It's not easy being a conscientious birder these days or, indeed, someone concerned about the state of the natural world. From habitat loss to climate change, HS2 to everyday disturbance, it seems there are just too many threats to our wildlife and wild places to know where to start, and this is amplified through seemingly daily stories of persecution and disturbance to a level which can seem overwhelming.
We were all rightly appalled by the callous destruction of the Llyn Brenig Western Osprey nest recently. Then there's the annual heart-breaking photos of Kittiwakes trapped in anti-bird netting and, while perhaps not on the same scale, I've no doubt almost every birder reading this will have at some point witnessed some form of reckless or criminal behaviour while out in the field.
I recently had the unpleasant experience of watching a dog kill a deer on my local patch and have found myself having to engage with several dog walkers who've allowed their pets to stray well off paths and in some instances chase birds. That particular problem seems to have got considerably worse since this most recent lockdown, and I know from talking to friends and from social media that it's not just a local issue. The statistics speak for themselves, with more than three million extra households in the UK acquiring a new pet since the start of the pandemic. It’s little wonder our timelines are full of photos and videos of dogs off lead wreaking havoc on nature reserves.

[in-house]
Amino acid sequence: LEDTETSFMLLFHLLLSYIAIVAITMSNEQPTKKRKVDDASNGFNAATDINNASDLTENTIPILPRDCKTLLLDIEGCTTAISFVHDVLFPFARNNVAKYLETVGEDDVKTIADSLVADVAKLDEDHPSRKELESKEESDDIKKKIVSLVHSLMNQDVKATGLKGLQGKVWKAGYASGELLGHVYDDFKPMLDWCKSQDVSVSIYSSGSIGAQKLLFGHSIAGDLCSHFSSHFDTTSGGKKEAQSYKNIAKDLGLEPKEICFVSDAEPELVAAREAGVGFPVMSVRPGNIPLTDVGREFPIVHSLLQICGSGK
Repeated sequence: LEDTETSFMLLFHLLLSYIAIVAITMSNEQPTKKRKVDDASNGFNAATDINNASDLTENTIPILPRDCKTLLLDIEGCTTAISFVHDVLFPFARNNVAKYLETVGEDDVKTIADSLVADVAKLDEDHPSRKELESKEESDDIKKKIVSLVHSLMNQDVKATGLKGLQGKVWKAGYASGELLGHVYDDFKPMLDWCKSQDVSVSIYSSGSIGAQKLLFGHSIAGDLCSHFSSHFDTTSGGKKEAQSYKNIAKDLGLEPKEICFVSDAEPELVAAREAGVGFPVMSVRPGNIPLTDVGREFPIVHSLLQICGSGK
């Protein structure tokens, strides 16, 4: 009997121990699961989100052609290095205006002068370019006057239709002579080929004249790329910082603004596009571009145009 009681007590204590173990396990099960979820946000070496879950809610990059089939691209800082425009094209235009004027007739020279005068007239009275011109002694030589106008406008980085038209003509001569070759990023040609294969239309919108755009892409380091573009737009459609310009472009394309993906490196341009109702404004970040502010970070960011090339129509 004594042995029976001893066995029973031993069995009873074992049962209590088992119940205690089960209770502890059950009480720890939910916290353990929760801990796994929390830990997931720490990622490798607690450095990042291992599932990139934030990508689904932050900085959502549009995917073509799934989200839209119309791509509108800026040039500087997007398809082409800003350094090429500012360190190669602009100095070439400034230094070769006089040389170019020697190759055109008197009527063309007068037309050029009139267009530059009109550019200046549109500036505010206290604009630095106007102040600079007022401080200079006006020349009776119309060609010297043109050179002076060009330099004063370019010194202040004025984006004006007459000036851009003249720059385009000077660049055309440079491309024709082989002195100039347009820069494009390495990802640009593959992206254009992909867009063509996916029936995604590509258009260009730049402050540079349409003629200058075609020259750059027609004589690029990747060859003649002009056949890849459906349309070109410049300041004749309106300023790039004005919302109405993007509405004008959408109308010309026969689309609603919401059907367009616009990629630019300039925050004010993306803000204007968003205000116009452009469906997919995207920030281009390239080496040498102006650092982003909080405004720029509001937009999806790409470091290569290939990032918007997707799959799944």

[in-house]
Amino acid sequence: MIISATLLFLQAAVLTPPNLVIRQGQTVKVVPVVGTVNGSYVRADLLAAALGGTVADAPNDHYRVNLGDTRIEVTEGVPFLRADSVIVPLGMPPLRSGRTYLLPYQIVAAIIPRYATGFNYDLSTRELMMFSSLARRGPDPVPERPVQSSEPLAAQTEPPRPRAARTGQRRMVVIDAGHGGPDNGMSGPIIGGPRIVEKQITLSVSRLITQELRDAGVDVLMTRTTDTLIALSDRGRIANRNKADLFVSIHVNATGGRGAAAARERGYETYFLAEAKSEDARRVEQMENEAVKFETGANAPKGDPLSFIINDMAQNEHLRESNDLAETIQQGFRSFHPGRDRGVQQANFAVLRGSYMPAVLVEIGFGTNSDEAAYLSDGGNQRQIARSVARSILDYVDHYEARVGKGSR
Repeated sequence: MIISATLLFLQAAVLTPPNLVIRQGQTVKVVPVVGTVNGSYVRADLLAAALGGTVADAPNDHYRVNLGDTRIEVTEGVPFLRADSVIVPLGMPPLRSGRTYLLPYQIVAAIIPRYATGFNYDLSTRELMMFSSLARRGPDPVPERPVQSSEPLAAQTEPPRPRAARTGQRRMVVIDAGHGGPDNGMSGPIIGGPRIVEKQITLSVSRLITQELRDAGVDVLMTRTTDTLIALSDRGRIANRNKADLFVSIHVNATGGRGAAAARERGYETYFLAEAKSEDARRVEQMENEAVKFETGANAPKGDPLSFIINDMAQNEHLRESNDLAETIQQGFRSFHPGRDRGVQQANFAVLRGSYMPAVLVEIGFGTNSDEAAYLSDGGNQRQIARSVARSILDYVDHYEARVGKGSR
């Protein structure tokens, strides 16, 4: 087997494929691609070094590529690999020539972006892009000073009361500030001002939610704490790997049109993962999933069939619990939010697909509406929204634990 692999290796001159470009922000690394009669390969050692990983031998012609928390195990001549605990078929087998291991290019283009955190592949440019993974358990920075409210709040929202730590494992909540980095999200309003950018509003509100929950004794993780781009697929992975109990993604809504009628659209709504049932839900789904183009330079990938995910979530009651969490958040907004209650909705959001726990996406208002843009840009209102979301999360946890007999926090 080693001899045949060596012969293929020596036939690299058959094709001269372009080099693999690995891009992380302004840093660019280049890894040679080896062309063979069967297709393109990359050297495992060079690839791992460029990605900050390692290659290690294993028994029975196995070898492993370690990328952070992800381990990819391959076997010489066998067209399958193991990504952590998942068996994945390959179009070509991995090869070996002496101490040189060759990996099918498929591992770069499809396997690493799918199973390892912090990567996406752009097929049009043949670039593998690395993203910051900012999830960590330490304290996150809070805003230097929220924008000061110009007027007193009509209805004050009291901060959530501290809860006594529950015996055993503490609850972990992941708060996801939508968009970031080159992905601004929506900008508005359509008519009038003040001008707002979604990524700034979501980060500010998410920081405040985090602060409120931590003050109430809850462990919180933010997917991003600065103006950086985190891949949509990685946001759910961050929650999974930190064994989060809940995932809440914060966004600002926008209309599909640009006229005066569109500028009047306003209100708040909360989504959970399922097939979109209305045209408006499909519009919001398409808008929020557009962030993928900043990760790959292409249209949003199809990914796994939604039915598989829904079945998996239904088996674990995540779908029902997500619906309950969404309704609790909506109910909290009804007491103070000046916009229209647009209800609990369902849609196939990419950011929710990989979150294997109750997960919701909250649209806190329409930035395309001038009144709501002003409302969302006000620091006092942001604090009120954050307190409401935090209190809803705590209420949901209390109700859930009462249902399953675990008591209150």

It can be easy to feel angry and frustrated when you witness ground-nesting birds, such as Eurasian Skylark, being disturbed by uncontrolled dogs. But people won't engage with an issue if we come across as confrontational (Neil Hilton).
A couple of winters ago I photographed some kayakers paddling their way straight across my patch (an SSSI and SPA) when it was flooded, flushing hundreds of wintering wildfowl in the process. I was so angry I immediately posted the photos in a local Facebook group, hoping to name and shame the perpetrators. It spectacularly backfired and I became the recipient of an unpleasant tirade of comments.
We get angry because we care and to feel enraged is a perfectly understandable reaction but sending an irate tweet, or even verbalising your anger at someone who doesn't realise they've done anything wrong, is rarely the best tactic. One thing I've learned from the kayak incident and through my involvement in environmental activism in the past few years is that people rarely, if ever, change their behaviour because someone gets angry at them.
Everything has become so tribal now: Brexit, vaccines and climate change to name just three. It seems like you must pick one side or the other. We can't allow the protection of our habitats and wildlife to become dominated by factional mudslinging, too. There’s far too much at stake. Tribalism and angry words just lead to more contempt and resentment. It's not easy, but we need to be the ones to take the lead and try to bring about positive change.
Contact landowners and local authorities about signage, interpretation boards and fencing, talk to dog walkers about ground-nesting birds or maybe even set up a local wildlife group. You might be surprised how many people get involved! While it's easy and understandable to let anger and negativity dominate your thinking about birds and nature in general, it's so important and better for everyone involved to get active and try to make the changes you want to see a reality.
- This column was originally published in the June 2021 issue of Birdwatch magazine.